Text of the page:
More than 100 campaigners have formed a human chain around an historic Dublin street where the Easter Rising came to an end to celebrate a court judgment declaring sections of it a national monument.
Rebel leaders who rose against British rule in 1916 fled to Moore Street when their initial headquarters at the General Post Office (GPO) caught fire in the fighting.
It was from there the eventual surrender by Patrick Pearse was negotiated.
A high profile campaign has been on-going for years opposing plans to develop parts of Moore Street into a commercial complex.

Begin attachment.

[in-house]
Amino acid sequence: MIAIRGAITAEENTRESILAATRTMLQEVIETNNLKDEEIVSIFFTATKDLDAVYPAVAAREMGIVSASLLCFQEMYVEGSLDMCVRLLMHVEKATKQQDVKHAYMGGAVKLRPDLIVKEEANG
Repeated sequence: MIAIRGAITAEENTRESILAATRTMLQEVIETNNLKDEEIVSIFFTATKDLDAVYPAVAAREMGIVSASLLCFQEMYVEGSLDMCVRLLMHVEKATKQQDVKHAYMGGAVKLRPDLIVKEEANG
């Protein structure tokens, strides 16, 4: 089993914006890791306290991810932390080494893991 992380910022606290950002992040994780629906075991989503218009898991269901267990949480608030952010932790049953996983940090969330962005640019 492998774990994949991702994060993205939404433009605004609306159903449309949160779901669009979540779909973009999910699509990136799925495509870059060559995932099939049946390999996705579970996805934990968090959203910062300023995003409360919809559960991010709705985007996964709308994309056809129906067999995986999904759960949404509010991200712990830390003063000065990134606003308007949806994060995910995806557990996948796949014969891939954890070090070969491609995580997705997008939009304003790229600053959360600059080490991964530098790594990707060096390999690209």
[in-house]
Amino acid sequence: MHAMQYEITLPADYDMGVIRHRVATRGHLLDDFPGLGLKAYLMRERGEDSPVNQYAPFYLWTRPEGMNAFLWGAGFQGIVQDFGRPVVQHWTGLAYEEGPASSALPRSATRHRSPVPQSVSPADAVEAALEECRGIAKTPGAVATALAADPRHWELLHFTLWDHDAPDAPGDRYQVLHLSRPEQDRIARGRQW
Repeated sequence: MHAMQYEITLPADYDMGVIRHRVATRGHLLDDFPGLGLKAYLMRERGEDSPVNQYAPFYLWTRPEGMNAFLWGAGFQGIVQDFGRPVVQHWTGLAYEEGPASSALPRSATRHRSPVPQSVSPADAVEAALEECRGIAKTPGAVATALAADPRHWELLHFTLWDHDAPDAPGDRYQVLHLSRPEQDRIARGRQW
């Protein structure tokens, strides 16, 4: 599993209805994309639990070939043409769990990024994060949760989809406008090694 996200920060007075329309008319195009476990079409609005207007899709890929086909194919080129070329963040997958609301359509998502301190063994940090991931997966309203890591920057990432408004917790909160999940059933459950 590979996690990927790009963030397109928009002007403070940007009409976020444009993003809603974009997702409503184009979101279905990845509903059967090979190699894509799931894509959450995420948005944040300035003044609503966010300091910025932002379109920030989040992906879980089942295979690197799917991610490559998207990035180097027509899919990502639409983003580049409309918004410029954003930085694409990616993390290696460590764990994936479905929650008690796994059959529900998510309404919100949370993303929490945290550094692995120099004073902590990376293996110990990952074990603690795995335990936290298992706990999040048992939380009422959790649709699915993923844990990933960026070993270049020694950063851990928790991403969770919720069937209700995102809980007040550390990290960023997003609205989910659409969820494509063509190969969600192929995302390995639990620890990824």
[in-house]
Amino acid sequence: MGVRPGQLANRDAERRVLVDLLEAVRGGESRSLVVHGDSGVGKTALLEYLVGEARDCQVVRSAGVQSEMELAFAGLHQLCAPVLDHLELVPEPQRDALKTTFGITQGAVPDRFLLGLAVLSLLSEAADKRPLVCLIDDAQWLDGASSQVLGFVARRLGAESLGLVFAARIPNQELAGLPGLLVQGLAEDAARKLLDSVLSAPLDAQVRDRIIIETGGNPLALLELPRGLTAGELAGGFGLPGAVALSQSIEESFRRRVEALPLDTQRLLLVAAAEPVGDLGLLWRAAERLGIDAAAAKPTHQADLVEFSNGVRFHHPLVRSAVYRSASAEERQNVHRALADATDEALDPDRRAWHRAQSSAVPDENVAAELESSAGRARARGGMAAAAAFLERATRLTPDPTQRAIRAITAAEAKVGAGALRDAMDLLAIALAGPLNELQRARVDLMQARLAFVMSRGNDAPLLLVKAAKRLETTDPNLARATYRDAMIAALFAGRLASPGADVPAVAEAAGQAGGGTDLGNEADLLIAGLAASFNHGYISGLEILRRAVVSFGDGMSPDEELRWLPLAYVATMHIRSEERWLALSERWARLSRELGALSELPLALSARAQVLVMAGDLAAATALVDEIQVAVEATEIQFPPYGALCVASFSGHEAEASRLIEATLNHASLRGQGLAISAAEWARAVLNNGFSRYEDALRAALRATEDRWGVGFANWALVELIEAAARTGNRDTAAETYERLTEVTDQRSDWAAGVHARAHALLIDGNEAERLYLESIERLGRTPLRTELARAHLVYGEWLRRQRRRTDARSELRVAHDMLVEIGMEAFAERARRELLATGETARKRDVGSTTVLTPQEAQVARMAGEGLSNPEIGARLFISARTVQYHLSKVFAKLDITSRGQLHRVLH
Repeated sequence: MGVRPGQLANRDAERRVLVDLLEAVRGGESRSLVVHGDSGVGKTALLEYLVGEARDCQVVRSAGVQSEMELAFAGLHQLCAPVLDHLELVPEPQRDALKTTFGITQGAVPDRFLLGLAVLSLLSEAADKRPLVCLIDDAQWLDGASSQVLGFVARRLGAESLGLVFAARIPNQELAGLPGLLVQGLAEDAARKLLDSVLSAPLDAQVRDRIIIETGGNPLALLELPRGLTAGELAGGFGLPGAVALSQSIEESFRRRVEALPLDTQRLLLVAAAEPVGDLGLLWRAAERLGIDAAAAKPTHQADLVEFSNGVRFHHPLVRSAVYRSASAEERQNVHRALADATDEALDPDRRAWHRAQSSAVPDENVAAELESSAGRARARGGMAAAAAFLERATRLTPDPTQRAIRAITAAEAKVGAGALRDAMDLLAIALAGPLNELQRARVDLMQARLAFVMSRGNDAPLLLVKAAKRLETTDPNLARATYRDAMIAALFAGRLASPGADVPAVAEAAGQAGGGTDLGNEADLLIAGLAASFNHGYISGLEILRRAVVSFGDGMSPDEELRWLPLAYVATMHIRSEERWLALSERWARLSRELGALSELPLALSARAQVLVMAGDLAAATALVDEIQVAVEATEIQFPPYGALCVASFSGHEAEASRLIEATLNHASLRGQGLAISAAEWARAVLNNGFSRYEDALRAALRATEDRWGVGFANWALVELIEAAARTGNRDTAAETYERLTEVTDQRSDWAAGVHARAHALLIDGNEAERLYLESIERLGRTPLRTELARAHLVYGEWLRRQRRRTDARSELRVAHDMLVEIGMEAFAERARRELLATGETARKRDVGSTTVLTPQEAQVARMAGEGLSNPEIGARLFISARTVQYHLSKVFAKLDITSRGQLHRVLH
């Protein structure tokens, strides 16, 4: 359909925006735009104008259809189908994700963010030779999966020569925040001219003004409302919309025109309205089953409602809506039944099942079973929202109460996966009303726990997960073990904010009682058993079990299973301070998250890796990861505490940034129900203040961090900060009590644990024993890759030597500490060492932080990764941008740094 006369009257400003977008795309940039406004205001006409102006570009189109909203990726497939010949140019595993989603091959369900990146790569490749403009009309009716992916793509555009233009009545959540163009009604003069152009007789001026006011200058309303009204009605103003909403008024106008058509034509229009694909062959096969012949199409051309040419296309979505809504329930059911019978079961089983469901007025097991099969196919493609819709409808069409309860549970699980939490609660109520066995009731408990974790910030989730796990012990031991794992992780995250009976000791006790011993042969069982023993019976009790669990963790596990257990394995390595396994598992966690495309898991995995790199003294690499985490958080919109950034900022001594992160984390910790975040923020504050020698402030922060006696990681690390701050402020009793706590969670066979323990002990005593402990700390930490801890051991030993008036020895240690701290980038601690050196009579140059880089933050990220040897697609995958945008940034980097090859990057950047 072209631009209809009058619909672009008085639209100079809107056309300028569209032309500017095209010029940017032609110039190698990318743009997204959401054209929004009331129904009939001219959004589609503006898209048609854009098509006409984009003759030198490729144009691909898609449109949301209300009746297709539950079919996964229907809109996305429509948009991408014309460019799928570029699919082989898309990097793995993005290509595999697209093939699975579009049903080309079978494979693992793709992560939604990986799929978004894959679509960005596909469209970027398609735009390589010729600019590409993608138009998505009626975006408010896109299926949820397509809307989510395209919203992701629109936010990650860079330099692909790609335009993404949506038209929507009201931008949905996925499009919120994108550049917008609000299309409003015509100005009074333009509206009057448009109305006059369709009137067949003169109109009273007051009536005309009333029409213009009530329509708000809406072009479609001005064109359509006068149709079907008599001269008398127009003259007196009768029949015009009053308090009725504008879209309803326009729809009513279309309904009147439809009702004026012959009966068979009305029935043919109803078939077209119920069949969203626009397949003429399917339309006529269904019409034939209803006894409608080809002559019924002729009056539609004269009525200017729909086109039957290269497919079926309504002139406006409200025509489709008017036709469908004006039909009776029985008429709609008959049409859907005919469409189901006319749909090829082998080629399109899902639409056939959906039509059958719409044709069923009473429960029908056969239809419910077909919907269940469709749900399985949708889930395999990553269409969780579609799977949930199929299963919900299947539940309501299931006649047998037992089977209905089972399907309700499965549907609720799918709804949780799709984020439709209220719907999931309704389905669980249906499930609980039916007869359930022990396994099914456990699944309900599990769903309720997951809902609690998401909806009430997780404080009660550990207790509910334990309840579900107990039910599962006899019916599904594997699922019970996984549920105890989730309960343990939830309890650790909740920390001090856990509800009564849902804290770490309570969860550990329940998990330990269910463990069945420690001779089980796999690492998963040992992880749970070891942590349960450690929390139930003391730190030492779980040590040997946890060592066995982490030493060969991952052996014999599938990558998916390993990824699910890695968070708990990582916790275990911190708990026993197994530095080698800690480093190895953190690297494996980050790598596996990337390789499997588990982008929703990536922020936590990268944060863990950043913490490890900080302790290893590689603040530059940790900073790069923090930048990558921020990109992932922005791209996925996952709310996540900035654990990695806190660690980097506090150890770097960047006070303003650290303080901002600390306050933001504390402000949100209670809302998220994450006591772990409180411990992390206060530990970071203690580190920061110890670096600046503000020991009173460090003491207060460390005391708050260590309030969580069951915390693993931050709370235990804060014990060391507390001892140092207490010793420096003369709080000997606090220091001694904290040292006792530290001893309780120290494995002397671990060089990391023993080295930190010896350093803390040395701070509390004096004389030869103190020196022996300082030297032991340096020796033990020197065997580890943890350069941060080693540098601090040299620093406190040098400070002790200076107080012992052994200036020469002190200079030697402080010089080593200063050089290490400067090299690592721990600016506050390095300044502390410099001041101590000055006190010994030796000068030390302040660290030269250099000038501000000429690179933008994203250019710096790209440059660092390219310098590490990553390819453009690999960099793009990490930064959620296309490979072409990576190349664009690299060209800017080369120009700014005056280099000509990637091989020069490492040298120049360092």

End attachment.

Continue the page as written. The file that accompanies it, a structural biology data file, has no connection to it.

The battle has been played out in a Dublin courtroom and last month a judge declared a number of the buildings a battlefield site worthy of “unique commemoration”.
The ruling widened the national monument designation applied by Irish Minister for Arts and Heritage Heather Humphreys and has cast uncertainty on the redevelopment plans.
Among those at the event on Sunday was Brona Ui Loing, whose relatives fought in the rising one hundred years ago.
Some campaigners wore period costumes and carried replica guns.
After a number of speeches, a plaque stating “Welcome to the citizens’ national monument” was unveiled.
Campaigners then surrounded the buildings and linked hands.